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The 2009 BCS Championship was the first 3D sports broadcast open to consumers.

No form of entertainment will do more to feed home viewers’ appetite for 3D than sports. Sports are compelling, dynamic, and downright pulse-pounding. And fans are, well, fanatical.

But they are also fickle, which creates a challenge for 3D sports broadcasters. All the action that makes a sporting event so exciting to watch also makes it incredibly difficult to produce pristinely. With no second takes and no marks for the “actors” to hit, there’s little room for error in image capture and transmission.  Shooting and broadcasting in 3D requires systems with rock-solid reliability, easily repeatable configurations, and a high degree of automation.   After all, if you screw up the “money shot” in a sports broadcast, you don’t get a second chance, and you certainly can’t “fix it in post.”

That new third dimension also presents challenges that were solved long ago for 2D broadcasts:  Where do you place the graphics?  How do you handle quick cuts from one hot spot to another?  How do you generate instant replays in slow-mo?  The flexibility and adaptability provided by camera rigs integrated with software-based 3D image processing become key.  Using mechanical 3D rigs that require manual settings won’t get you to the goal line:  it’s like playing the game with your third-string QB.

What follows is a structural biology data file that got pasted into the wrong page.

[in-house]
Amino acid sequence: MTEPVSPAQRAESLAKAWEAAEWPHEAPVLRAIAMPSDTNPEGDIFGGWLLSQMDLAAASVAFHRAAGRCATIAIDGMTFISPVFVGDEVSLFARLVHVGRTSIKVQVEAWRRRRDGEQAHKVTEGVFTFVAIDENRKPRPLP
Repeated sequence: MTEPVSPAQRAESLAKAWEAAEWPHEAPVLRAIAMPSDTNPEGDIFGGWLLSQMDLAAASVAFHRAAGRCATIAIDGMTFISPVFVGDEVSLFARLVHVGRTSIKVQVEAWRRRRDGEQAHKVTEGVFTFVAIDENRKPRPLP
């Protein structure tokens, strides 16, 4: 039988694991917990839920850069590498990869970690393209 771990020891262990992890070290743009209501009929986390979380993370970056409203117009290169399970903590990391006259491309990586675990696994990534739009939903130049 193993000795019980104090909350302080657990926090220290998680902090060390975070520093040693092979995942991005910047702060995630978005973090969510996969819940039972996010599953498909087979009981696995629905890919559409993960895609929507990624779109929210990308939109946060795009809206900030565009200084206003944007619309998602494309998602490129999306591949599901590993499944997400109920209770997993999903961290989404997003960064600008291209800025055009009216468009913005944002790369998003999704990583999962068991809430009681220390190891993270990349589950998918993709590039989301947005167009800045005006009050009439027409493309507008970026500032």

Given all the interest in 3D sports broadcasting being generated by the upcoming Winter Olympics, World Cup soccer events and the 2010 launch of Sky’s 3D channel with its heavy emphasis on sports, this is a critical moment for the medium.

The industry needs to deliver a state-of-the-art experience to the fans of global sporting events. If it does, game over: 3D is a bona fide hit with home viewers. If it doesn’t, even the medium’s most ardent supporters will be left with a (literal) headache and the disappointment of a pivotal opportunity lost.

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